I, Too, Sing America
by Langston Hughes
I, too, sing America.
I am the darker brother.
They send me to eat in the kitchen
When company comes,
But I laugh,
And eat well,
And grow strong.
I’ll be at the table
When company comes.
Say to me,
“Eat in the kitchen,”
They’ll see how beautiful I am
And be ashamed—
I, too, am America.
Commentary on the Poem
In “I, Too, Sing America,” the poet challenges the racist ideology of Whites who don’t recognize the full citizenship of Blacks in America. Black people have made tremendous contributions to America. In fact, this nation, from its very inception, was built on Black labor. Blacks have participated in every war in American history, dating back to the American Revolutionary War. The patriotism of Blacks, therefore, shouldn’t ever be questioned. The poet explains his brutal mistreatment simply because of his skin color. He has trouble coming to terms with the racial oppression he faces. It’s understandable for one to be baffled by the absurdity of racism and racist ideology.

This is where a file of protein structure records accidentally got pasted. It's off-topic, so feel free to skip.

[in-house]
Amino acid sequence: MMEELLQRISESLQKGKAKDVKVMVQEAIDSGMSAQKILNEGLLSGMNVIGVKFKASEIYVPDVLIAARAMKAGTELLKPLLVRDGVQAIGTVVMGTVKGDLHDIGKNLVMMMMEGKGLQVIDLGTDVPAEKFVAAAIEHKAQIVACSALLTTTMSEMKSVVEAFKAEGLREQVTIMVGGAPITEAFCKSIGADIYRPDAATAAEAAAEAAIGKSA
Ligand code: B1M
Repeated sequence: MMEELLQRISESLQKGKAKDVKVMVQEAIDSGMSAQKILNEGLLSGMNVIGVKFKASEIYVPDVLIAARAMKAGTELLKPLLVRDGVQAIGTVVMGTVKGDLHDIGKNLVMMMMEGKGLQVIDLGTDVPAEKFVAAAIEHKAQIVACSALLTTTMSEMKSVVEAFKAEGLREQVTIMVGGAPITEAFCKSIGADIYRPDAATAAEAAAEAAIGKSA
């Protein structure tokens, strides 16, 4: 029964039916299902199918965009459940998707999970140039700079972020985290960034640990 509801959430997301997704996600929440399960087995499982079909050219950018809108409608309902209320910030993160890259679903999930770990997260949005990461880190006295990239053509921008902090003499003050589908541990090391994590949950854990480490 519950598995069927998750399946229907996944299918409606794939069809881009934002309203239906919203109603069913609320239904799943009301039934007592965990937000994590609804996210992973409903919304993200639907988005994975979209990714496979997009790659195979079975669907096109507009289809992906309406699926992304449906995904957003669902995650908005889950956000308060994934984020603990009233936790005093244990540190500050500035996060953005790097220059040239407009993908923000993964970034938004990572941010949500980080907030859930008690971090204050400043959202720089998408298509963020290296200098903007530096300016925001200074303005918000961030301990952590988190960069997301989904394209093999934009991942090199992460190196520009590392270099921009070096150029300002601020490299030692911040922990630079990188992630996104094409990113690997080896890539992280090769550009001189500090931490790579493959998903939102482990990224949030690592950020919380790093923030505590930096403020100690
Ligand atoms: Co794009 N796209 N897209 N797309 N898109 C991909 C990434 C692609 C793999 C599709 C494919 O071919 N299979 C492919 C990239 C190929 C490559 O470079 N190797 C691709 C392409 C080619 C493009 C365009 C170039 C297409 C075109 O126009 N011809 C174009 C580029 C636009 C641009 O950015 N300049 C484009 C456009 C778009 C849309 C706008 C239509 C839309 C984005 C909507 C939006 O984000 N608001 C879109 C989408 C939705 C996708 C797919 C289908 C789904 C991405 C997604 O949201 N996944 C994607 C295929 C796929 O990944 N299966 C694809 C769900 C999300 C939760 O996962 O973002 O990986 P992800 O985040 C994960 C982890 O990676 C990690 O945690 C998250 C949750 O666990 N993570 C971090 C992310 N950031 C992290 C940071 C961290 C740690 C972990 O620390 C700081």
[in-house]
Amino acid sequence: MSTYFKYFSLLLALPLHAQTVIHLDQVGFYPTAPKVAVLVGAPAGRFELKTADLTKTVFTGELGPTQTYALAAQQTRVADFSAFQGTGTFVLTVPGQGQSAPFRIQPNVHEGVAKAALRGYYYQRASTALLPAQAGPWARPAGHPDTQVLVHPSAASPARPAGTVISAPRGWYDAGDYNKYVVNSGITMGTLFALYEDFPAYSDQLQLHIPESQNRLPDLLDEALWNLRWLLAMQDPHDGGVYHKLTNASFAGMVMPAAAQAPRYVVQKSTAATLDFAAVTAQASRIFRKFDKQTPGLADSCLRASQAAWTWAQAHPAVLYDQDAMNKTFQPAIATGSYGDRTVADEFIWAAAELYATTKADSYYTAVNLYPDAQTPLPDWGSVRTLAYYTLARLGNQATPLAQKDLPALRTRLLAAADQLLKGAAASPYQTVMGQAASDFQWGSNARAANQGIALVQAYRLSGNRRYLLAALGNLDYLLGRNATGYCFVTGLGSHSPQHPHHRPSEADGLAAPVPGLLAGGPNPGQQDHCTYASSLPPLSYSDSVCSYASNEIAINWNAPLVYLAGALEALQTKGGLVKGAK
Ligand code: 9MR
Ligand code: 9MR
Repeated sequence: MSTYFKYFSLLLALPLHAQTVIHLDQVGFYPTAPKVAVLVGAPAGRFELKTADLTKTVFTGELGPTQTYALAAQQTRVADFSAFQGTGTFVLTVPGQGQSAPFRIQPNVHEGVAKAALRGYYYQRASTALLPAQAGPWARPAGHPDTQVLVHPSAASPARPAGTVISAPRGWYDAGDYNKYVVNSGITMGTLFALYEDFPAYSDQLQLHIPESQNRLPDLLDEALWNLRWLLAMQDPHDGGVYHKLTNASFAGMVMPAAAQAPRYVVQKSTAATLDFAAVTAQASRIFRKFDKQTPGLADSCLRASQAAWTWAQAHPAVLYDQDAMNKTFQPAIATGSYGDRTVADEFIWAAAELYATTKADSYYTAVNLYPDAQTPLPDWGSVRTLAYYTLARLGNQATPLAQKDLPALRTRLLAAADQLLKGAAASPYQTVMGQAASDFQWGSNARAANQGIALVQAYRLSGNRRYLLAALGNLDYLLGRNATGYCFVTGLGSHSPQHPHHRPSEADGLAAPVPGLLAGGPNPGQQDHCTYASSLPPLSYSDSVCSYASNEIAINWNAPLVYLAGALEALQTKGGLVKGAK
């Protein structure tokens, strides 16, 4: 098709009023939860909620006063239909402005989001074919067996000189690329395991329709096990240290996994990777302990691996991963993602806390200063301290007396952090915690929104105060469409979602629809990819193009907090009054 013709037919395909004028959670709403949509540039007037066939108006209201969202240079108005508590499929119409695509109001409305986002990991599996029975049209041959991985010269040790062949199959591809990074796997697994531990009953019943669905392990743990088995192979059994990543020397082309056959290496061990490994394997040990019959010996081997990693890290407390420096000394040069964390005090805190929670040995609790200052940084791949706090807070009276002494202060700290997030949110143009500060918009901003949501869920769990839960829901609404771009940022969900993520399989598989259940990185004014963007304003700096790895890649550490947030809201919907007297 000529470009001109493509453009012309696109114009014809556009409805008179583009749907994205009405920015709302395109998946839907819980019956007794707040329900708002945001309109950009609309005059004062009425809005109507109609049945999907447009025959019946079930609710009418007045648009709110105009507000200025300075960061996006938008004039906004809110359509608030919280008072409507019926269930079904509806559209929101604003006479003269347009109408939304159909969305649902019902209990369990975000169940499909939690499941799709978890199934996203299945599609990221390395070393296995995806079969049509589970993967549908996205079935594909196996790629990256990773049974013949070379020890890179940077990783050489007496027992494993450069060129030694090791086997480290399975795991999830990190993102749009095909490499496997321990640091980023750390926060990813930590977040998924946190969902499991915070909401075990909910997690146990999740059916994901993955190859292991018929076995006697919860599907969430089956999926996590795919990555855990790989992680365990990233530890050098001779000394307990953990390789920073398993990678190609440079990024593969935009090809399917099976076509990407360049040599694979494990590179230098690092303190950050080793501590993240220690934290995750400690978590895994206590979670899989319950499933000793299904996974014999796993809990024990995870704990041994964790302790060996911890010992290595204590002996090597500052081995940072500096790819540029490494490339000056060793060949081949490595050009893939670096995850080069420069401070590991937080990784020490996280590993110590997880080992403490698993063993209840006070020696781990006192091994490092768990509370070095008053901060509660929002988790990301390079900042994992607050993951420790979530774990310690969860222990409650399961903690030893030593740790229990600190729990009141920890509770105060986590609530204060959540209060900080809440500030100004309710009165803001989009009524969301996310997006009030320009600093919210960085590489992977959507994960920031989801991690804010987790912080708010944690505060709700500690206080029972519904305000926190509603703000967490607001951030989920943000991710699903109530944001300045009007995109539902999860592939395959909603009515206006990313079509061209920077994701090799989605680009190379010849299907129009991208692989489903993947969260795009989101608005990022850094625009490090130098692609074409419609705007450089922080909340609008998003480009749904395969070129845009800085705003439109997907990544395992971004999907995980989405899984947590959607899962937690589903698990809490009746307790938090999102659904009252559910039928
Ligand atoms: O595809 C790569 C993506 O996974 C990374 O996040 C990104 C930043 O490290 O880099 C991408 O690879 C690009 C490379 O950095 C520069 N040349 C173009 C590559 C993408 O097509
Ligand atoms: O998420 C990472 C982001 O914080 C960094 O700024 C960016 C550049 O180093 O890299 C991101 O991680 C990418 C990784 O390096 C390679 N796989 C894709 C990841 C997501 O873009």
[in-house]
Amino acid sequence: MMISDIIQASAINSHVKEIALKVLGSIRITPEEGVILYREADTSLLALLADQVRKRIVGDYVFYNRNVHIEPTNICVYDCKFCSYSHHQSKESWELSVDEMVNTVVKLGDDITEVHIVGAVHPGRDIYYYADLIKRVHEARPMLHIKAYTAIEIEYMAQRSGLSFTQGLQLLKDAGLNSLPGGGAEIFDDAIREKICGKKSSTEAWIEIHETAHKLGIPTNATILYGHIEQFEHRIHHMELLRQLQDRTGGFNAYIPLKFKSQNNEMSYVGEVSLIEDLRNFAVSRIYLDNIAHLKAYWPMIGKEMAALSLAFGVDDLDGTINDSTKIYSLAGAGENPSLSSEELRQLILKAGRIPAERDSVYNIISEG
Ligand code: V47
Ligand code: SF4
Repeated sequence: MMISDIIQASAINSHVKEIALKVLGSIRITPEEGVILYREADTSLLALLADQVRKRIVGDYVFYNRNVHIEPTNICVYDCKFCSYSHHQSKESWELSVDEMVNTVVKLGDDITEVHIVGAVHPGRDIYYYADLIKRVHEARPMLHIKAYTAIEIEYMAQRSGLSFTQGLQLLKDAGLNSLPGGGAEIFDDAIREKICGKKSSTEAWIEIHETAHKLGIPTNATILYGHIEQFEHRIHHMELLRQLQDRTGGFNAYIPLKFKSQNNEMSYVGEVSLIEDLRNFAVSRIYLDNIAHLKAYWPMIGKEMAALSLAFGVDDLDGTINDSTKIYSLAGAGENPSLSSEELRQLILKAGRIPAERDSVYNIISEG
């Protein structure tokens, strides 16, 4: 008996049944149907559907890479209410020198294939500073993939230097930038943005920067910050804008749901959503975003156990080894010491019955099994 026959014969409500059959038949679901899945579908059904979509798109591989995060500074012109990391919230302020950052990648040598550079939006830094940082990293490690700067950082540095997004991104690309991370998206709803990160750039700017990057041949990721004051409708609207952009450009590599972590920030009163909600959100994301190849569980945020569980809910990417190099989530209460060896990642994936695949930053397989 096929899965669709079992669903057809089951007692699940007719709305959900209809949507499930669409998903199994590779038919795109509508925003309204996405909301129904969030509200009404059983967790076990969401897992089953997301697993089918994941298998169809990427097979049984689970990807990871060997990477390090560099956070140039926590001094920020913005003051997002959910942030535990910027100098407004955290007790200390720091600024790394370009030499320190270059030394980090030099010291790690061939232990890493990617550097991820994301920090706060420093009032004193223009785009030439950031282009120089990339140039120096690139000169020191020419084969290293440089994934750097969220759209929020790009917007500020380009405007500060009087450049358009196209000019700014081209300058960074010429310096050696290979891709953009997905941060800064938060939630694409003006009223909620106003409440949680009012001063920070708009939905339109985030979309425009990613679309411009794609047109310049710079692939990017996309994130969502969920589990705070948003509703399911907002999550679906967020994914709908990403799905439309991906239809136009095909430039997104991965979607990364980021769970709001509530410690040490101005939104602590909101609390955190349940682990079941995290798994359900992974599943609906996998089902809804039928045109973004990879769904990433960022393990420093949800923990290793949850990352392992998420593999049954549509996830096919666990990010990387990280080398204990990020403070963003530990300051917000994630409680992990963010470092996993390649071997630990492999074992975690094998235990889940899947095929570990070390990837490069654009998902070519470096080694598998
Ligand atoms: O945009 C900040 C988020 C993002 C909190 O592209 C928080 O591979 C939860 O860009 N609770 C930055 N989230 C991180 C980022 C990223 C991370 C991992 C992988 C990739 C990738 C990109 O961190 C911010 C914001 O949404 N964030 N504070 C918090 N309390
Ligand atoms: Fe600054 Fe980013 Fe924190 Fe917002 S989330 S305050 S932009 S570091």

The speaker of the poem is not ashamed of who he is. He wishes that Whites wouldn’t be ashamed of him. They have no reason to be ashamed of him, considering he’s “beautiful.”
When the poet refers to “Tomorrow,” he’s evincing his Utopian imagination: He’s envisioning a day when racist Whites will not have a choice but to grant him full equality and equal citizenship rights. When this “Tomorrow” arrives, racists will have to acknowledge his beauty and they will experience shame. The shame they will experience will emerge from how they have alienated themselves from the beauty of Black people without any justifiable reason. They will see how this self-estrangement from Blacks has caused them to miss numerous possibilities.
As we celebrate Juneteenth today, let’s reflect on not only Black emancipation in America, but also how essential Blacks gaining freedom is to America becoming as great a nation it is today.
Antonio Maurice Daniels
University of Wisconsin-Madison
- “They’ll see how beautiful I am – And be ashamed” (mangosalute.com)
- The Negro Poet and The Harlem Renaissance (badcursive.wordpress.com)
- Langston Hughes’ “How to be a Bad Writer (In Ten Easy Lessons)” (thepoetryquestion.com)
- Langston Hughes: Soldier of The Harlem Renaissance (Finished Draft) (themusingsofaflashw.wordpress.com)